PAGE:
A lively examination of the influence of foreign intellectuals in Victorian England—seen here as both more cosmopolitan and less strait-laced than our popular conceptions generally allow.
Christiansen (Paris Babylon, 1995) notes 19th-century English society was receptive to a very wide variety of cultural influences, whose impact he examines in six long essays. In one, he depicts the painter Théodore Géricault as a fragile youth tormented by dreams of artistic fame and driven to find an audience in London—which, to a large degree, he did (his famous Raft of the “Medusa” caused a sensation when it was exhibited in Piccadilly in 1820). The composer Richard Wagner, also motivated by his stalled career, was less enthralled by repeated visits to the British capital, wondering aloud whether “anything [is] more repugnant than the real genuine Englishman.” Although Christiansen suggests the London music establishment found Wagner “exasperating” (or worse) in return, he notes that “In 1855 Wagner’s music had been freakish, marginal; by 1877 it assumed a central position in . . . Victorian culture.” By contrast, the philosopher Ralph Waldo Emerson’s 1847 voyage from America is portrayed as a personal journey meant to assuage his own deep spiritual melancholy. Emerson lectured frequently, however, and he was sufficiently well-received that his journal (English Traits) became a bestseller and his transcendentalist philosophy soon took root in Victorian thought. Later chapters explore how seemingly frivolous trends instigated by particular foreigners—American “spirit rappers” (mediums), Australian cricketers, and Italian purveyors of “exotic dancing” (essentially ballet)—took on a popular resonance that outlasted the Victorian era and entered the mainstream of British cultural life.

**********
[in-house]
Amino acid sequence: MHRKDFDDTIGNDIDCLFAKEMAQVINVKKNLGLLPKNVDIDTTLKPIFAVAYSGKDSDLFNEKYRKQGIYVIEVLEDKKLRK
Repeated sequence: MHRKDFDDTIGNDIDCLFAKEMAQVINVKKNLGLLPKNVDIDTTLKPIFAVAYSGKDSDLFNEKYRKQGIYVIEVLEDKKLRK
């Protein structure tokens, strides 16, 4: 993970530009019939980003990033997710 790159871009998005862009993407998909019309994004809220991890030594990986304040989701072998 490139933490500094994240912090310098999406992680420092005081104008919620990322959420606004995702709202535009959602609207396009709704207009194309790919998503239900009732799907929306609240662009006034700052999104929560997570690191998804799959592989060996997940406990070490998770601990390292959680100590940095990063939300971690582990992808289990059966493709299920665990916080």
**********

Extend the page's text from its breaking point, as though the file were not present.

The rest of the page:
A nimbly written, satisfyingly detailed survey, suggesting new directions in considering the Victorian era.